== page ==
The present case study represents one of the few published instances of a failed ECMO procedure wherein ECMO was intended to provide preemptive respiratory support in the setting of an uncertain airway. Despite this proactive strategy, planned respiratory support with veno-venous ECMO did not occur, and an alternative airway management strategy, with potentially significant complication risk, was urgently devised for this patient and situation. While this patient’s airway was ultimately secured without additional complications, this case study illustrates a contemporary need for evidence-based recommendations regarding airway management in patients with failed ECMO cannulation. As the availability of veno-venous ECMO increases, its role within the difficult airway algorithm and its limitations will need clarification. Since the inability of ECMO to cannulate may lead to a failure to rescue a patient with compromised perfusion or gas exchange, and thus morbidity or mortality, better guidance to help navigate such occurrences is needed.


In summary, veno-venous ECMO is an effective approach to providing prolonged support to patients with respiratory failure. Its application in patients with significant airway obstruction is an infrequently reported yet potentially life-saving management strategy. However, when ECMO cannulation unexpectedly fails, a rapid multidisciplinary approach may be required to control the deteriorating airway. This case report illustrates both the potential role of ECMO within the airway management hierarchy and the persistent need for contingency planning should ECMO cannulation fail.


  1. Apfelbaum JL, Hagberg CA, Connis RT, et al.: 2022 American Society of Anesthesiologists practice guidelines for management of the difficult airway. Anesthesiology. 2022, 136:31-81. 10.1097/ALN.0000000000004002
  2. Malpas G, Hung O, Gilchrist A, Wong C, Kent B, Hirsch GM, Hart RD: The use of extracorporeal membrane oxygenation in the anticipated difficult airway: a case report and systematic review. Can J Anaesth. 2018, 65:685-97. 10.1007/s12630-018-1099-x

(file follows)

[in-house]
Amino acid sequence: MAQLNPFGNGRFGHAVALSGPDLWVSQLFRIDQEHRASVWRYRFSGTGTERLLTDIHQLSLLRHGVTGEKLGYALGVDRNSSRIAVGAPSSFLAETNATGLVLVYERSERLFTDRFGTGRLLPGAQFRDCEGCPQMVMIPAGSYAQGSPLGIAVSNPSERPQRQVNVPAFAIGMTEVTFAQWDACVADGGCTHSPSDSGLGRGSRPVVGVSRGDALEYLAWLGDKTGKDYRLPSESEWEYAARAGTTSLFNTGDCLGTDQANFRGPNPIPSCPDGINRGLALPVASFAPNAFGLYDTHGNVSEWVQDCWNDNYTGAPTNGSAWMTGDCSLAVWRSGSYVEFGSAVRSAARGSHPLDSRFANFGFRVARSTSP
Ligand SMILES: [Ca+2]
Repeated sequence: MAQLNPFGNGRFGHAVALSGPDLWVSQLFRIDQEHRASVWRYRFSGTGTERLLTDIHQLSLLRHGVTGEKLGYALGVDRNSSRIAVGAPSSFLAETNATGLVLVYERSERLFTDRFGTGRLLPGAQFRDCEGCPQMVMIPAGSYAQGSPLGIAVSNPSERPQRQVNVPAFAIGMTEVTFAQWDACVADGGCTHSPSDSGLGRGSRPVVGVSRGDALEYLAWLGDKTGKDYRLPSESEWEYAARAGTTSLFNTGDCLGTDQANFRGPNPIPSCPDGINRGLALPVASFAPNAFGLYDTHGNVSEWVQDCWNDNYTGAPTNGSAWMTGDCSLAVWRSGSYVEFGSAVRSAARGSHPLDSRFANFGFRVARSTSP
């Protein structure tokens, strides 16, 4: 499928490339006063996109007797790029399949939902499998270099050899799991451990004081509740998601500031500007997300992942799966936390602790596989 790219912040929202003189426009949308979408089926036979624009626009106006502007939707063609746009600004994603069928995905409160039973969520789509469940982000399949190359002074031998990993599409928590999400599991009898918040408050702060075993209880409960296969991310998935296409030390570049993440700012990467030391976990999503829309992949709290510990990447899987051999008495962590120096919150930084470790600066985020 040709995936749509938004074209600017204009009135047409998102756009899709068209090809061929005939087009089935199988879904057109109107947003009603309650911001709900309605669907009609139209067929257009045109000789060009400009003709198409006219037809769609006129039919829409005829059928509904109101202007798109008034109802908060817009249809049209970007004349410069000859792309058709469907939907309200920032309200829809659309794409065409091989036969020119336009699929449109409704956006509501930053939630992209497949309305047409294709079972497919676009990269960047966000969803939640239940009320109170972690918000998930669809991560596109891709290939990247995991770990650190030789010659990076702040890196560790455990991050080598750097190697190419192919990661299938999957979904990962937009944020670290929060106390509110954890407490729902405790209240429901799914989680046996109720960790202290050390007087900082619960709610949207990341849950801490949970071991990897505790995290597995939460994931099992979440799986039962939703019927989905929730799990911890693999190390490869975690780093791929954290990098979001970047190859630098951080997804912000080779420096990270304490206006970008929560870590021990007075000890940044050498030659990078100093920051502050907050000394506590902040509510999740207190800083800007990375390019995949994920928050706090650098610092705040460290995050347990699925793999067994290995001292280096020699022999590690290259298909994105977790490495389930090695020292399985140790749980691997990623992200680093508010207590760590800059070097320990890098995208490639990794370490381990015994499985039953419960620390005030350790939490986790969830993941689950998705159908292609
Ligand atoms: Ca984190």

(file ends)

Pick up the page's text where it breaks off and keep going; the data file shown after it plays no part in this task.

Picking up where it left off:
3. Hong Y, Jo KW, Lyu J, et al.: Use of venovenous extracorporeal membrane oxygenation in central airway obstruction to facilitate interventions leading to definitive airway security. J Crit Care. 2013, 28:669-74. 10.1016/j.jcrc.2013.05.020
  4. Kakizaki R, Bunya N, Uemura S, Narimatsu E: Successful difficult airway management with emergent venovenous extracorporeal membrane oxygenation in a patient with severe tracheal deformity: a case report. Acute Med Surg. 2020, 7:e539. 10.1002/ams2.539
  5. Chakalov I, Harnisch LO, Meyer AC, Moerer O: Preemptive veno-venous ECMO support in a patient with anticipated difficult airway: a case report. Respir Med Case Rep. 2020, 30:101130. 10.1016/j.rmcr.2020.101130
  6. Bartlett RH, Deatrick KB: Current and future status of extracorporeal life support for respiratory failure in adults. Curr Opin Crit Care. 2016, 22:80-5. 10.1097/MCC.0000000000000274
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  8. Stone MB, Nagdev A, Murphy MC, Sisson CA: Ultrasound detection of guidewire position during central venous catheterization. Am J Emerg Med. 2010, 28:82-4. 10.1016/j.ajem.2008.09.019
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  10. Portalatin ME, Fakhoury E, Brancato R, et al.: Factors contributing to unsuccessful central line placement in the neck and chest. J Surg. 2019, 3:015. 10.24966/SCTI-7284/100015

Case report

A Compromised Airway in the Setting of Failed Extracorporeal Membrane Oxygenation Cannulation

Author Information

Matthew Edwards Corresponding Author

Anesthesiology, University of Oklahoma Health Sciences Center, Oklahoma City, USA

Jason Gassman

Anesthesiology, University of Oklahoma Health Sciences Center, Oklahoma City, USA

John Rosasco

Anesthesiology, University of Oklahoma Health Sciences Center, Oklahoma City, USA

Patrick Kim

Anesthesiology, University of Oklahoma Health Sciences Center, Oklahoma City, USA

Aimee Pak

Anesthesiology, University of Oklahoma Health Sciences Center, Oklahoma City, USA

Ethics Statement and Conflict of Interest Disclosures

Human subjects: Consent was obtained or waived by all participants in this study. Conflicts of interest: In compliance with the ICMJE uniform disclosure form, all authors declare the following: Payment/services info: All authors have declared that no financial support was received from any organization for the submitted work. Financial relationships: All authors have declared that they have no financial relationships at present or within the previous three years with any organizations that might have an interest in the submitted work. Other relationships: All authors have declared that there are no other relationships or activities that could appear to have influenced the submitted work.

Case report

A Compromised Airway in the Setting of Failed Extracorporeal Membrane Oxygenation Cannulation